Don't miss

Replay


LATEST SHOWS

FRENCH CONNECTIONS

Malbouffe: understanding junk food à la française

Read more

IN THE PAPERS

Lebanon repeals 'rape law', but activists say more is needed to protect women

Read more

BUSINESS DAILY

US business leaders abandon Trump after Charlottesville

Read more

IN THE PAPERS

'Why do French people smoke so much?'

Read more

MEDIAWATCH

Trump's 'unprecedented transgression'

Read more

EYE ON AFRICA

Kenya’s opposition leader to take poll dispute to Supreme Court

Read more

THE DEBATE

US racial tensions: How far should freedom of speech be stretched?

Read more

THE DEBATE

Burkina Faso attack: How to restore security in the Sahel region?

Read more

THE DEBATE

India and Pakistan mark 70 years of independence: Can the two countries ever reconcile?

Read more

Middle east

PM Hariri concerned over 'escalating' Israeli military incursions

Text by News Wires

Latest update : 2010-02-10

Prime Minister Saad Hariri voiced concern over daily Israeli military incursions into Lebanese airspace in a BBC interview broadcast Wednesday, raising fears of another Israeli offensive against Hezbollah on Lebanese territory.

AFP - Lebanese Prime Minister Saad Hariri voiced concern about Israeli threats and escalating military activity in a BBC interview broadcast Wednesday.
   
Israeli officials have warned repeatedly in recent weeks that any attack by Lebanon's Syrian-backed Hezbollah will spark a tough response, and have been locked in a war of words with Syrian leaders.
   
"We hear a lot of Israeli threats day in and day out, and not only threats," Hariri told the British broadcaster.
   
"We see what's happening on the ground and in our airspace and what's happening all the time during the past two months - every day we have Israeli planes entering Lebanese airspace.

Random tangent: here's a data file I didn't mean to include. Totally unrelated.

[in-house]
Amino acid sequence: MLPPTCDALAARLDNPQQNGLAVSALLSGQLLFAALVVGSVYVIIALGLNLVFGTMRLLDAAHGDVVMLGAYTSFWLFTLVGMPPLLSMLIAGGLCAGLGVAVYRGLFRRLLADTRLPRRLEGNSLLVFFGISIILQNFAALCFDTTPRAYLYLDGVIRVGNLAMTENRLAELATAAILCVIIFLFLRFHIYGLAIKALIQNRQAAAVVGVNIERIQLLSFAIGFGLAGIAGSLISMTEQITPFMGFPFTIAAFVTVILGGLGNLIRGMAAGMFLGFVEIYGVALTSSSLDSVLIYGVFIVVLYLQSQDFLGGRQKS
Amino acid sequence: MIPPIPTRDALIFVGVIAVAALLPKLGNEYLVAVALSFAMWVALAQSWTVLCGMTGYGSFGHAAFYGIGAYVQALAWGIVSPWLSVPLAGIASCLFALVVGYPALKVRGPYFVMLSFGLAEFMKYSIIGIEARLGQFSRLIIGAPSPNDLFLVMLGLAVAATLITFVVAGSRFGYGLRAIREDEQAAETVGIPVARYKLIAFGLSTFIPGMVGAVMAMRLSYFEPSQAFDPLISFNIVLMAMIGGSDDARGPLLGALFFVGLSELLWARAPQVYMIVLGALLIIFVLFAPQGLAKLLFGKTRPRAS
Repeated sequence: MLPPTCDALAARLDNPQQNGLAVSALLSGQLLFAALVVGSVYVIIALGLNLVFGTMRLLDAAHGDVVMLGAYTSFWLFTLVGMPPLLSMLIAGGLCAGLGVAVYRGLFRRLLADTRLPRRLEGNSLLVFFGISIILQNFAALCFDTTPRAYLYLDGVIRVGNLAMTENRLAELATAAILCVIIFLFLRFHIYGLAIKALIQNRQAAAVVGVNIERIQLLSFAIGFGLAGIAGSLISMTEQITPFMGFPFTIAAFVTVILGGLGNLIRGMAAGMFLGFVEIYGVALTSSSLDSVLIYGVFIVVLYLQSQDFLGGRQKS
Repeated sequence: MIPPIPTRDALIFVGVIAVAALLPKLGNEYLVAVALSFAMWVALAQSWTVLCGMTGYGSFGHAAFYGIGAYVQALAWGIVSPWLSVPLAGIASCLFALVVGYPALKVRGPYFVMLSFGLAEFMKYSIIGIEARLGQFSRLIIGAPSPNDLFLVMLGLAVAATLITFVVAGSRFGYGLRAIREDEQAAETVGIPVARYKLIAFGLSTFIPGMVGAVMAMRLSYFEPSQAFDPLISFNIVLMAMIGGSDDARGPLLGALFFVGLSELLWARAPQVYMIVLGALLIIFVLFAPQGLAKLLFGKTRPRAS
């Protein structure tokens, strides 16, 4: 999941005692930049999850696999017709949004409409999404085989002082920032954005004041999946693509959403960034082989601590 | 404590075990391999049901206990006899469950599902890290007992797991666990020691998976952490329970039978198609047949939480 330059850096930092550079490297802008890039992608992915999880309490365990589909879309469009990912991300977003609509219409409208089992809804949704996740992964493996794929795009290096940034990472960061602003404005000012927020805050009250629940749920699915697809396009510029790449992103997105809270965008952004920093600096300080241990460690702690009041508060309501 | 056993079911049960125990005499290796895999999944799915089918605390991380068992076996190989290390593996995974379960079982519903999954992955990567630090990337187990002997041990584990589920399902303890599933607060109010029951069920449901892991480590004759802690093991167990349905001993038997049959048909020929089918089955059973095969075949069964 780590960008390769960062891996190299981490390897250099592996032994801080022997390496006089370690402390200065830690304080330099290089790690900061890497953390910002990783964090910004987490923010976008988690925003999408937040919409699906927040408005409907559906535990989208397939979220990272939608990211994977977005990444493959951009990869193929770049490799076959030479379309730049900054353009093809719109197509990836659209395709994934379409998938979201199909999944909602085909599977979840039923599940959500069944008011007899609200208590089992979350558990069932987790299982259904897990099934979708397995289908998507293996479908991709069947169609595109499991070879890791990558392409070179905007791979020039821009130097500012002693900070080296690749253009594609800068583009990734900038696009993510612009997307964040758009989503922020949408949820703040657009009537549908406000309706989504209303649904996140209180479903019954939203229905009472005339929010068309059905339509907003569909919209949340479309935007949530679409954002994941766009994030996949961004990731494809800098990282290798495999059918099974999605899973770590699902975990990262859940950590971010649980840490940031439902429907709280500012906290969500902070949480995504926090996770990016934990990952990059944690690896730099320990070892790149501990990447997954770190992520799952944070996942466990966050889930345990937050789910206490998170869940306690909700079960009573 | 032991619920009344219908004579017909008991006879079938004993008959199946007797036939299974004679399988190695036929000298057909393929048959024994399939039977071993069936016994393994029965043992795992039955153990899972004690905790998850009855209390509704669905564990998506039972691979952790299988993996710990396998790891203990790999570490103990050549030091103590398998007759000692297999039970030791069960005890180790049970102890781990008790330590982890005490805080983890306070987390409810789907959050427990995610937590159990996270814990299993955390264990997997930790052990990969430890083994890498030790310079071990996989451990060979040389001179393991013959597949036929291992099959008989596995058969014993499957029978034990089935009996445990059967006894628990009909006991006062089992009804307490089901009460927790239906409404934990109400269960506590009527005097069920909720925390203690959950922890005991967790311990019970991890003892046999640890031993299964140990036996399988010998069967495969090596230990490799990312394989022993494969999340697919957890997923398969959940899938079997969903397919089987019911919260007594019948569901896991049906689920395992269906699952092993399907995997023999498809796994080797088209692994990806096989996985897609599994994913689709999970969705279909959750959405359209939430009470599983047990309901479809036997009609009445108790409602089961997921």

"This is something that is escalating, and this is something that is really dangerous," said the prime minister.
   
A month-long Israeli offensive in the summer of 2006 against Hezbollah strongholds destroyed large swathes of south Lebanon and Beirut's southern suburbs, but did more damage to the reputation of the Jewish state's military than the Shiite movement.
   
The war killed more than 1,200 people in Lebanon, mainly civilians, and 160 Israelis, most of them soldiers.
   
Hariri warned Israel not to count on Lebanon, whose politics is highly factious, remaining divided in case of an attack.
   
"I think they're betting that there might be some division in Lebanon, if there is a war against us," said the prime minister.
   
"Well, there won't be a division in Lebanon. We will stand against Israel. We will stand with our own people."
   
Israeli Prime Minister Benjamin Netanyahu sought to ease tensions on Sunday, saying Israel wants peace with all of its neighbours, but had last week accused Beirut of allowing Hezbollah to smuggle weapons into Lebanon in "blatant violation" of the UN resolution which ended the 2006 war.
   
 

Date created : 2010-02-10

COMMENT(S)